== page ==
Cable providers, telecommunications carriers, and high-tech firms are all working on new home appliances that will serve as a control center for connecting high-speed Internet access with other home appliances, PCs, and phone services.
The companies involved, including AT&T, 3Com, and Motorola, all believe the new appliance, called a "residential gateway," will be as common in the home as refrigerators and ovens. But analysts say its success hinges on numerous factors: competing technologies and a current dearth of standards could hobble the technology's development. The appliance must also be reliable, easy to use, easy to maintain--and cheap, they say.
The device will initially allow consumers to network their PCs, so they can share Internet access, printers, and other peripherals, as well as allow people to play multiplayer games or distribute movies and music throughout the home.
The ultimate goal, potentially five to ten years away, is to have every consumer device connected: A person could turn on the air conditioning through the TV, or a homeowner with a video security camera at home can view the house from a Web browser at work.
New studies show that a lot of consumers want the appliance, but that they don't want to pay too much for it. According to the Yankee Group, 31 percent of U.S. households with PCs said they are interested in a residential gateway, with 62 percent saying they would consider getting one if it were free or part of a service plan, such as an item on a cable bill.
Cahners In-Stat Group predicts the residential gateway market will grow from $200 million in 2000 to $2.4 billion in 2003.
The cable, phone and technology firms are still debating what a residential gateway should look like. Some think it will be a scaled-down PC with a modem or TV set-top box. Others think it will be a standalone appliance stuck in the corner of a basement or outside of a house.
The first generation devices--available at year's end or early 2000--will feature TV set-top boxes, cable modems, and digital subscriber line (DSL) modems that support wireless networking and phoneline technology, which allows users to connect PCs together by plugging them into phone jacks.
For example, AT&T is working with networking firm Cisco Systems and set-top box maker General Instrument on a cable device that combines high-speed Internet access, home networking, and voice services, so AT&T, a long-distance company, can offer local phone service. Pacific Bell, 3Com, and Motorola are also working on first-generation modem devices.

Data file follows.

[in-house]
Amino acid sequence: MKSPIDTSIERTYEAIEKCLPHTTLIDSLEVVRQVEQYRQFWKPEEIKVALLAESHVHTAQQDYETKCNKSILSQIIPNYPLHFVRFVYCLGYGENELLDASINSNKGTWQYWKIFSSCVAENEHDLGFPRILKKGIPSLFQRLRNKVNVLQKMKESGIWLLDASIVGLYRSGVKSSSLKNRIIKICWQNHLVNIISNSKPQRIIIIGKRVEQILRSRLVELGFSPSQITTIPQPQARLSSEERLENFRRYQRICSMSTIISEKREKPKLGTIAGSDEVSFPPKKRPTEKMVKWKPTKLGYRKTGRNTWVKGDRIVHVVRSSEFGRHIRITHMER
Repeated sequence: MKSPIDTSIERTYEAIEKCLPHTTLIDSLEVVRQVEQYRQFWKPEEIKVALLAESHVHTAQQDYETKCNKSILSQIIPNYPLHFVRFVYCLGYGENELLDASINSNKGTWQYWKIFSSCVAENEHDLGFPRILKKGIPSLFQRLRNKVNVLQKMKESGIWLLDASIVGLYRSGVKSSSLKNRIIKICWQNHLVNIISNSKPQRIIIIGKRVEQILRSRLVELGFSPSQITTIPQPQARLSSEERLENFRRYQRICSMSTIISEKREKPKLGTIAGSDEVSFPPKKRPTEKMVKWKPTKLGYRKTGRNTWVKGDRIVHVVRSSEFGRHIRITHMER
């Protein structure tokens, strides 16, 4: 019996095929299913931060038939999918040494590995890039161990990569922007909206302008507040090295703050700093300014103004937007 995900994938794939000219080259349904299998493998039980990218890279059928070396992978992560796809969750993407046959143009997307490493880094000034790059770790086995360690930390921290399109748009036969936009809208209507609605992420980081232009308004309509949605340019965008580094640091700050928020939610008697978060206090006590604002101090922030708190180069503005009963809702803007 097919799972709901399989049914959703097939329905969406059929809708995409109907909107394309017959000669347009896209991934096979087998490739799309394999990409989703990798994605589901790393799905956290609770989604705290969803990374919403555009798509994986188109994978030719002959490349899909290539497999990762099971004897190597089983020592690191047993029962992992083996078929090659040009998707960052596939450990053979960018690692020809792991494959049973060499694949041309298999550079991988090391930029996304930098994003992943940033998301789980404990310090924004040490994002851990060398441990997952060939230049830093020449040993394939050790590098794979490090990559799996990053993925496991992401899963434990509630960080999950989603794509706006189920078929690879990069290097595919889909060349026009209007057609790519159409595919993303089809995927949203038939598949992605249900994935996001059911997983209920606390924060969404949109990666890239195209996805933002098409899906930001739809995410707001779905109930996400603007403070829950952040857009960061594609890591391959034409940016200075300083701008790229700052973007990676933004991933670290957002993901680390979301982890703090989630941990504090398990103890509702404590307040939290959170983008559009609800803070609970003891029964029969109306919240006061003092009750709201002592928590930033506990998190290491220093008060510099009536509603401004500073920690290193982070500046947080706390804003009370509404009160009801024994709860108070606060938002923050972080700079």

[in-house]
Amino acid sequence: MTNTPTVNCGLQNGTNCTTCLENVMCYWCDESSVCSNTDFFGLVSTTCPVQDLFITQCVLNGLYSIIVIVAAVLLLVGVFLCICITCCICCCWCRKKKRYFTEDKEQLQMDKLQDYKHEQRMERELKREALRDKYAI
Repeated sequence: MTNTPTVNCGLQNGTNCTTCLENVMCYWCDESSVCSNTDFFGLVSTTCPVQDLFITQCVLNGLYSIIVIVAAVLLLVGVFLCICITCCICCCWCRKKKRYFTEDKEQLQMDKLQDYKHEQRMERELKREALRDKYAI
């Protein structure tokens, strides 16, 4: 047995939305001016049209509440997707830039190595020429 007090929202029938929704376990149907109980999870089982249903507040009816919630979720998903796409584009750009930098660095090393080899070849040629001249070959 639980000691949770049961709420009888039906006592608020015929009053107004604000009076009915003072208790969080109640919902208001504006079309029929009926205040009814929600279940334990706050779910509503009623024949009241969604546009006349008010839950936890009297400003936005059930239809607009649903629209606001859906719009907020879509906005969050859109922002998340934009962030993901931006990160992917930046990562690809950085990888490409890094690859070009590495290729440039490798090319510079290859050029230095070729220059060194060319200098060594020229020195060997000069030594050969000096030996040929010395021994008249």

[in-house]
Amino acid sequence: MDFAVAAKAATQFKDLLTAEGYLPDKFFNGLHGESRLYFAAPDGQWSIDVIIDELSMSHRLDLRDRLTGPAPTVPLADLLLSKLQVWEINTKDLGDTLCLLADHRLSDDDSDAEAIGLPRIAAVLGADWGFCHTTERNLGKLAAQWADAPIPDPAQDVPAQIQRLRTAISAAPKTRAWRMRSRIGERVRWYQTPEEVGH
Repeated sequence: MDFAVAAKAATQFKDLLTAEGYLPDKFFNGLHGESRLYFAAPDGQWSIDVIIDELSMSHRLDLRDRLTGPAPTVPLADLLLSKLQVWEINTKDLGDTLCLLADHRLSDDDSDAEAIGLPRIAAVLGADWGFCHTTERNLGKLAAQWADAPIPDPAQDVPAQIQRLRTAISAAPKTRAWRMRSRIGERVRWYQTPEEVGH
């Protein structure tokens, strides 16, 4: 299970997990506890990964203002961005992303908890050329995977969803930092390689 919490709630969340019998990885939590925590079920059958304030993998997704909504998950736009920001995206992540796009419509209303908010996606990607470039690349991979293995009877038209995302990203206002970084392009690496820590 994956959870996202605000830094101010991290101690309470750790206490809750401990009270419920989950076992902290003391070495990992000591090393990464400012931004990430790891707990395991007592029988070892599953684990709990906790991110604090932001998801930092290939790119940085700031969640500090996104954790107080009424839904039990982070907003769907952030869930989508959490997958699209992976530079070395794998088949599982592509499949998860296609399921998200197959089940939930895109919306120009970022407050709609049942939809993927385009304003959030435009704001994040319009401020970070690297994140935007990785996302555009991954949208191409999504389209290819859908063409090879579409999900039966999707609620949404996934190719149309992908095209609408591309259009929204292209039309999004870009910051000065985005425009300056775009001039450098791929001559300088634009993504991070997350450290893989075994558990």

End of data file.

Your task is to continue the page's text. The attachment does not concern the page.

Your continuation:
Other companies, such as Ericsson and IBM, are building small servers with Intel processors that also offer support for home networking technology, including connections to security systems and control of house lights, analysts say. While the products are aimed at existing homes, IBM had previously entered the residential gateway market with a device aimed at the new home market.
Future residential gateways are expected to support powerline technology, which lets people connect devices together by plugging them into electrical outlets.
While the early residential gateways will be available by the end of 1999 or early 2000, the companies need to work out several issues before the appliances take off, analysts say.
Companies have not developed clear strategies of getting these devices into homes, said Cahners In-Stat analyst Michael Wolf. Since consumers don't want to pay a lot, the gateway providers can emulate the cellular phone model, where the consumer gets the device for "free." But in reality, it's paid over time through monthly service payments, he said.
According to Wolf, DSL and cable modems with home networking technology will cost between $250 to $325, while Ericsson's appliance will cost between $400 to $500. A company called Panja this fall will introduce a residential gateway that costs about $2,500.
The companies have to convince consumers that the product is worth paying for, said Yankee Group analyst Karuna Uppal.
Despite some success in selling home networking kits that connect PCs and the recent high-profile announcement by Apple, which will offer wireless networking on it's new iBook, companies have to do a better job marketing home networking technology, Uppal said.
Of the 2,000 people surveyed in the Yankee Group study, 49 percent said they didn't know whether they'd ever network their home. "There's a significant level of education that needs to happen," she said. "Once it starts happening, it will be easier to get the ball rolling. It's going to be: You go to a friend's house, and they could do cool things like turn the lights on [remotely with a handheld device or browser] or playing multiplayer games on the PCs."
Wolf said the technology must also be reliable and easy to maintain. A new breed of systems integrators, such as Radio Shack, can install and service the technology, much like phone and cable service is done today.
"Reliability is a huge piece of the puzzle. Anything resembling the difficulty of a Windows-based PC will not fly as we all know how much Wintel machines hang up."
The companies also have to ensure their residential gateways are compatible, Wolf said. Standards are needed, because the goal of a residential gateway is to connect homes to a wide area network through a central office, such as a local phone company facility, he said.
In other findings, the Yankee Group found that more than 17 million U.S. households, or 37 percent of homes with PCs, were interested in home networking. The year before, only 30 percent of homes showed interest.